Resistance to treatment is a major clinical problem, in particular in the case of osteosarcomas, bone tumors affecting children or adolescents. Indeed, chemotherapy, associated with surgery, is the central pillar of current treatment. However, many osteosarcomas are or become resistant to these antiproliferative drugs. Recurrences and / or the appearance of metastases are then frequent. 2 out of 5 patients cannot be cured! Osteosarcoma is therefore a pediatric cancer with a poor prognosis for which it is absolutely necessary to identify ways to counteract resistance to treatment in order to improve the chances of recovery for patients.
Dr Olivia Fromigue's team has identified the MT2A protein, the presence of which is essential for osteosarcoma cells to survive in the face of chemotherapy. Analysis of tumor samples taken before the start of chemotherapy revealed that if the tumors express little MT2A, patients will respond well to treatment, whereas if the MT2A level is already high, patients will be poor responders with a reduced survival rate. Thus, their work suggests that MT2A would be a predictive marker of resistance to chemotherapy which can be used from diagnosis.
The next question was to consider using MT2A as a therapeutic target. They have just provided proof of concept that blocking the expression of MT2A significantly improves the effect of chemotherapy in vitro and in animals. Before considering a clinical development of this discovery, it is necessary to fully characterize the roles of MT2A in the whole tumor and not only in the tumor cell. Their current project, financially supported by Eva pour la vie (through a grant of 21,000 euros, paid in early 2020), aims to study the role of MT2A in communication between tumor cells and the body's defense cells. Indeed, the team suspects her of participating in the tolerance of tumors by the immune system ...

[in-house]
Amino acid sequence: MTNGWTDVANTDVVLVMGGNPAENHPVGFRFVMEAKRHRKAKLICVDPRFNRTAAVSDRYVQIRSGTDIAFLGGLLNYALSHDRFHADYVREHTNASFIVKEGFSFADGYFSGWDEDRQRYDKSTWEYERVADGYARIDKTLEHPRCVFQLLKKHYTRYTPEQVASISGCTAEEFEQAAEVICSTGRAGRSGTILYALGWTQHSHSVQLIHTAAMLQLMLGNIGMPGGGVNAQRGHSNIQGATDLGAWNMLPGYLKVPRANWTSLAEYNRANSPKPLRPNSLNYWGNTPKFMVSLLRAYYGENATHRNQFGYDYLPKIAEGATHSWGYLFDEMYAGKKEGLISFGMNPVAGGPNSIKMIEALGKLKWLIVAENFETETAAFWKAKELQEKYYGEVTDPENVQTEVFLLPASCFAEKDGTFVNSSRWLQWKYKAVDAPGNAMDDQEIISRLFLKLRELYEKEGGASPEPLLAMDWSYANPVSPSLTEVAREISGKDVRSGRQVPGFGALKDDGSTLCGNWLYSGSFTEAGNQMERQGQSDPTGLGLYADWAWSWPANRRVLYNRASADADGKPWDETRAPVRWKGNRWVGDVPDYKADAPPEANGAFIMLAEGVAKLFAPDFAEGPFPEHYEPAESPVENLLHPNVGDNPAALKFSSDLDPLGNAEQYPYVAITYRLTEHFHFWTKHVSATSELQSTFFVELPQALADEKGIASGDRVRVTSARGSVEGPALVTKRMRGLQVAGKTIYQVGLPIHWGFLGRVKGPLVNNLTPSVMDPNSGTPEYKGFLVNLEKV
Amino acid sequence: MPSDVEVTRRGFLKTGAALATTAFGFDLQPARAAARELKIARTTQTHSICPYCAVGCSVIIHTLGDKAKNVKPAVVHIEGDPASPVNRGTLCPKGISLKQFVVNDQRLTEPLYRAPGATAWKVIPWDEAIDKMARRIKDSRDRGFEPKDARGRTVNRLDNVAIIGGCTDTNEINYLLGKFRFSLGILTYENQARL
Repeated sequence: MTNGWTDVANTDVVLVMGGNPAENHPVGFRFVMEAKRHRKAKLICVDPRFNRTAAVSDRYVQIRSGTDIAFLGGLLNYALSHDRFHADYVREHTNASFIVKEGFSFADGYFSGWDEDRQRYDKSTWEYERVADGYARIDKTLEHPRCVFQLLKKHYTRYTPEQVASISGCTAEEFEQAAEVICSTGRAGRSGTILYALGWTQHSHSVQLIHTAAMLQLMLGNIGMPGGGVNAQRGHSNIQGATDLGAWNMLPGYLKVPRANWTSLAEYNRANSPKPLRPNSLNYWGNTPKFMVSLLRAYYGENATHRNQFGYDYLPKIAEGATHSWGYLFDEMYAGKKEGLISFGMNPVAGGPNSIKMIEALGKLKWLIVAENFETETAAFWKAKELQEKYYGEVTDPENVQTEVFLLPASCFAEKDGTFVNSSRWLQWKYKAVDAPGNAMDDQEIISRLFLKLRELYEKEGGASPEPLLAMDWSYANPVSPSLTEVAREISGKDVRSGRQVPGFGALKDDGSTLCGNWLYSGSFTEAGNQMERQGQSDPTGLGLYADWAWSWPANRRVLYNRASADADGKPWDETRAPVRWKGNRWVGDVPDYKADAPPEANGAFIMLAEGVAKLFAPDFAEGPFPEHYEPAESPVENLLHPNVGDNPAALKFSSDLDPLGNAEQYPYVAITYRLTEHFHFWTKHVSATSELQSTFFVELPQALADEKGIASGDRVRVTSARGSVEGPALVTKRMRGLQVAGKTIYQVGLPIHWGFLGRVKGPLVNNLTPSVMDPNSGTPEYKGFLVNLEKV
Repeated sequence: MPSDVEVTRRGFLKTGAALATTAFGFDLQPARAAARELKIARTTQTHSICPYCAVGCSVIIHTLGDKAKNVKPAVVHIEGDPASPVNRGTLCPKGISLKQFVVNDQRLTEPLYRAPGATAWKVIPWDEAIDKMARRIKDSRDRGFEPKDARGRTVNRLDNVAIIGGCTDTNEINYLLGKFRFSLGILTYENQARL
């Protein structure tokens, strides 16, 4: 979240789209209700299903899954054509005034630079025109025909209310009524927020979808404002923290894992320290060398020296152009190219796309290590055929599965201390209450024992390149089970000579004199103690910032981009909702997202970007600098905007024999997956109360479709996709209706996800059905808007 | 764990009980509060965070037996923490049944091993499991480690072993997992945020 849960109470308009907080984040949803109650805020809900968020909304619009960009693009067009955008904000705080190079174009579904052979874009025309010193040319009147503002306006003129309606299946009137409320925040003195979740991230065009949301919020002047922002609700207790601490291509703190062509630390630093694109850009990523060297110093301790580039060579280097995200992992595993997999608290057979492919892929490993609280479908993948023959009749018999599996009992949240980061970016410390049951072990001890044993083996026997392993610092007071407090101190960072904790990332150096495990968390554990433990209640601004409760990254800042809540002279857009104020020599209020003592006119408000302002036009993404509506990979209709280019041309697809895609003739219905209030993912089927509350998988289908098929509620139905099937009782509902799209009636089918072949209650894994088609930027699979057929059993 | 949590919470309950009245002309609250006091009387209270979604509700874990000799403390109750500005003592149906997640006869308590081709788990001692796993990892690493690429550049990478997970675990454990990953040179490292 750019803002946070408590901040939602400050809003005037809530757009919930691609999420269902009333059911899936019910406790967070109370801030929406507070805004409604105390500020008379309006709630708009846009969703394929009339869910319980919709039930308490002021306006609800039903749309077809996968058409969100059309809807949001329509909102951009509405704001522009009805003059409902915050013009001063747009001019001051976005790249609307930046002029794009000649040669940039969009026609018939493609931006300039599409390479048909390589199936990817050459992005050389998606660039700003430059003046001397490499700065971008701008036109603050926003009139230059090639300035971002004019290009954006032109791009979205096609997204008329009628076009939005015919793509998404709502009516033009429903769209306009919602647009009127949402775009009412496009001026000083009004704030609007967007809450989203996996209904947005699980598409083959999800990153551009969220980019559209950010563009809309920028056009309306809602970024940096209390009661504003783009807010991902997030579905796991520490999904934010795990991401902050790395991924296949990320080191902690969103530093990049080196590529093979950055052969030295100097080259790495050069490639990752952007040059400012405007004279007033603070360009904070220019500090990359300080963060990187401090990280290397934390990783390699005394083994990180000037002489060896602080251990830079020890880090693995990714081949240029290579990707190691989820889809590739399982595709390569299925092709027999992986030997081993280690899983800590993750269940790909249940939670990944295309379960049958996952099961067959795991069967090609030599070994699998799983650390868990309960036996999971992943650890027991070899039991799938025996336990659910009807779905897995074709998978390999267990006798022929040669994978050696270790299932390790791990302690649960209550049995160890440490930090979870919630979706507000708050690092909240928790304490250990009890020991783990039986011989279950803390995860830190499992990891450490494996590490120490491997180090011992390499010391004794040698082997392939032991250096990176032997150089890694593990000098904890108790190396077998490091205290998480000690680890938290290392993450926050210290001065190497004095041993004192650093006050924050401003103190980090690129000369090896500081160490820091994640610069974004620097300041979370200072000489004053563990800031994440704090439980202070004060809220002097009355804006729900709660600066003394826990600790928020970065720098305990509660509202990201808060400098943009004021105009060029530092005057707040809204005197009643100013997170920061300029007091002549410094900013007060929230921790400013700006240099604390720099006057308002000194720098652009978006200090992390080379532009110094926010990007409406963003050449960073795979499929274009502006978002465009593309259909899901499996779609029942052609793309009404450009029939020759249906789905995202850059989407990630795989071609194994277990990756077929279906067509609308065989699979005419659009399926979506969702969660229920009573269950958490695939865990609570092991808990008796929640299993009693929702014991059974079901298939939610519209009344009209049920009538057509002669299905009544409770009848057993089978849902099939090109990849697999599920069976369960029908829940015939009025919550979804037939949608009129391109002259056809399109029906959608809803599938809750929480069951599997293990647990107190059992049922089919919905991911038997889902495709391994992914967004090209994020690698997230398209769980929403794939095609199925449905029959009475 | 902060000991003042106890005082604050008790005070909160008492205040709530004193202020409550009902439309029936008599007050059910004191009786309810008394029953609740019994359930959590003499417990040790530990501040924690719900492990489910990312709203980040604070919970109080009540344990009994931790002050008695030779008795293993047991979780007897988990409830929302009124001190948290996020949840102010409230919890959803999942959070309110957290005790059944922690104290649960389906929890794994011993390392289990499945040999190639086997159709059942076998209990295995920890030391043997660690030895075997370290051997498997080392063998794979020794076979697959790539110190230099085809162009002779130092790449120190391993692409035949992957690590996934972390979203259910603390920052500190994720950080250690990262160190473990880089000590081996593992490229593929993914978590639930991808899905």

Interview with Dr Olivia Fromigue
Why did you decide to do research on childhood cancer?
Research on childhood and adolescent cancers is essential, alongside adults because the biology is very different. And certainly more so for growing bone tissue. I had already noted and studied it during my thesis: the functioning and the activity of a formative bone cell are different in the fetus, the child, the adult and the elderly. The response of tumor cells to treatments defined for adults is also different. It is essential to better understand, to characterize in detail the tumors of the child in order to propose perfectly adapted therapeutic solutions. Our work aims to understand how tumor cells cope with anticancer drugs - mainly chemotherapy - and why some tumors are not sensitive to them and resist treatment.
Why are you interested in osteosarcoma?
During my thesis, I studied the mechanism of bone formation in adults and children. Then I went on a post-doctoral position at the tumor center of the Université Libre de Bruxelles, in a team working on metastatic breast cancer and which wanted to set up a research project on the interactions between mammary tumor cells and bone cells. . I was then their referent for normal bone tissue and I learned a lot about the deregulations and dysfunctions that exist in tumor cells. Then, I did a second post-doctorate in Nice on the theme of communication between tumor cells and normal cells (in the lung cancer model) while training myself in a technique then in full swing: DNA chips. It is clear that the different cells communicate a lot. Normal cells receive signals from tumor cells and will adapt their behavior unfortunately very often to “serve” and “benefit” from the development of the tumor. Back in the Paris region, I focused my projects on bone cancer, especially since at the time little research was carried out on this rare cancer. I then had the chance to join the Gustave Roussy Institute and to interact with other researchers and especially clinicians aware of bone tumors, and therefore to be as close as possible to clinical reality.
Could this project lead to cross-cutting advances, that is to say beyond osteosarcoma, for children?
Yes, our work is carried out in the osteosarcoma model, but the MT2A protein can be produced by any normal cell in the body which has to face chemical or toxic aggression. The same may be true for tumor cells. The link between the level of expression of MT2A by the tumor and the prognosis has moreover been described in the literature in cases of breast, stomach and prostate cancer, etc. On the other hand, there is no data. was still available as to the role of MT2A in pediatric cancer.
Why is funding from Eva for Life, and associations, important to you?
While funding from major national (or even international) programs is very rigid, ad hoc support from associations is decisive for initiating research projects, providing the preliminary results that are essential to convince major funders. This also makes it possible to quickly reorient the work towards promising lines of research.
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